Immune thrombocytopenia market will see minimal growth to $985m by 2025, says GlobalData
ITP manifests as a bleeding tendency or easy bruising
The immune thrombocytopenia (ITP) market across the seven major countries of the US, France, Germany, Italy, Spain, the UK and Japan, is set to grow from $928m in 2015 to $985m by 2025.
This represents a very modest overall compound annual growth rate of 0.6%, according to research and consulting firm GlobalData.
The company’s latest report states that the ITP space will see reasonable growth at the beginning of the forecast period, reaching $1.16bn by 2023.
This growth can be attributed to increasing uptake of Amgen’s Nplate (romiplostim) and Novartis’ Promacta/Revolade (eltrombopag), a rising diagnosed prevalence of adult ITP, and the launch of Rigel Pharmaceuticals’ fostamatinib, which will offer a new mechanism of action (MOA) for ITP treatment.
From 2023, however, market value will start declining due to the patent expiration and subsequent generic/biosimilar launch of Nplate, Promacta, and Roche’s Rituxan/MabThera (rituximab).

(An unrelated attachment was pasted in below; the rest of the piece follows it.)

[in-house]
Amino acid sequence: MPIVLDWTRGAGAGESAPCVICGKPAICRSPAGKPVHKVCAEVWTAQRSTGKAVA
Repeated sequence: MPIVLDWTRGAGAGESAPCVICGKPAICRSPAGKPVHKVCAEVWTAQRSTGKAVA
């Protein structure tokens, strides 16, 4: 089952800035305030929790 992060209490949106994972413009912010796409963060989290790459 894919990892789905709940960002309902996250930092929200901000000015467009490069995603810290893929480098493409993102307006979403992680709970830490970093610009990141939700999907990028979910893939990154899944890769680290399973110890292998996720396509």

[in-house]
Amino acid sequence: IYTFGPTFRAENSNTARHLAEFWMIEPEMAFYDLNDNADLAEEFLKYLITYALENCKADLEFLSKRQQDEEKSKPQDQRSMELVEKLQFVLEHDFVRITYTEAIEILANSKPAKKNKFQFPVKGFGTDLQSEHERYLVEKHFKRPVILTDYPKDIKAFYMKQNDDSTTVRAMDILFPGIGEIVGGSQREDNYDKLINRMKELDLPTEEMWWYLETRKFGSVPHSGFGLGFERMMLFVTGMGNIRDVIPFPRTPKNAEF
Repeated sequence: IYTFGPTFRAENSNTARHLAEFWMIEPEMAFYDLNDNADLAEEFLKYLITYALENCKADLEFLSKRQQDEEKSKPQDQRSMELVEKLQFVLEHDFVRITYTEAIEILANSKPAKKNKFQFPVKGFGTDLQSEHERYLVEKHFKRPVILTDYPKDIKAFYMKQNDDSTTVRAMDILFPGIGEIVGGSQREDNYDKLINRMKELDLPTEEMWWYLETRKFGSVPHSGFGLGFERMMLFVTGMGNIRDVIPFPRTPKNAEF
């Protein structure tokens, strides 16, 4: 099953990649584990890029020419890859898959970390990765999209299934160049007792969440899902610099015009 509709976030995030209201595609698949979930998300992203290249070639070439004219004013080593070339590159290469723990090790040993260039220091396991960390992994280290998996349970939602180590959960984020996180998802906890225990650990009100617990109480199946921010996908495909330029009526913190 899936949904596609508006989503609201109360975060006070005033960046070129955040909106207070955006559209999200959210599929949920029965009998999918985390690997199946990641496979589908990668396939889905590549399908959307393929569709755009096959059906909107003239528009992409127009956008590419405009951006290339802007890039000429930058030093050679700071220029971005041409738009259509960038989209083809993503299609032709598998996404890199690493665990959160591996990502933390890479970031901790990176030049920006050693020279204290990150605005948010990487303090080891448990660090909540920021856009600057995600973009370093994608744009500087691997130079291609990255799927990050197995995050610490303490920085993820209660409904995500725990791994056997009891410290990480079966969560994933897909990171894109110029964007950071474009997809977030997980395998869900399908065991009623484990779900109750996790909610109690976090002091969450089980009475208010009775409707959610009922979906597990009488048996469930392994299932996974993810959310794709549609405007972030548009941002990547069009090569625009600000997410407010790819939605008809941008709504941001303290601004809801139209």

Current treatment options are either palliative or have a suboptimal response rate.
The declining treatment rate of paediatric ITP patients and the stagnant treatment paradigm caused by a lack of late-stage pipeline activities are also the major barriers of market growth.
Fenix Leung, DPhil, Healthcare Analyst for GlobalData, explains: “Companies are looking into drugs with novel MOAs, which may help to improve response rate and safety.”
“Despite the harsh market environment, GlobalData sees ample opportunity for pharmaceutical companies to develop a drug for the 10% of ITP patients who are multiple refractory and do not respond to available therapies.”
Even though the eligible patient population is small, the unmet need for these patients is high, and a drug that works in multiple refractory patients is likely to command a premium price.
“Ultimately, the ITP market is looking for curative therapies that offer long-term remission for patients, as current treatment options are either palliative or have a suboptimal response rate.”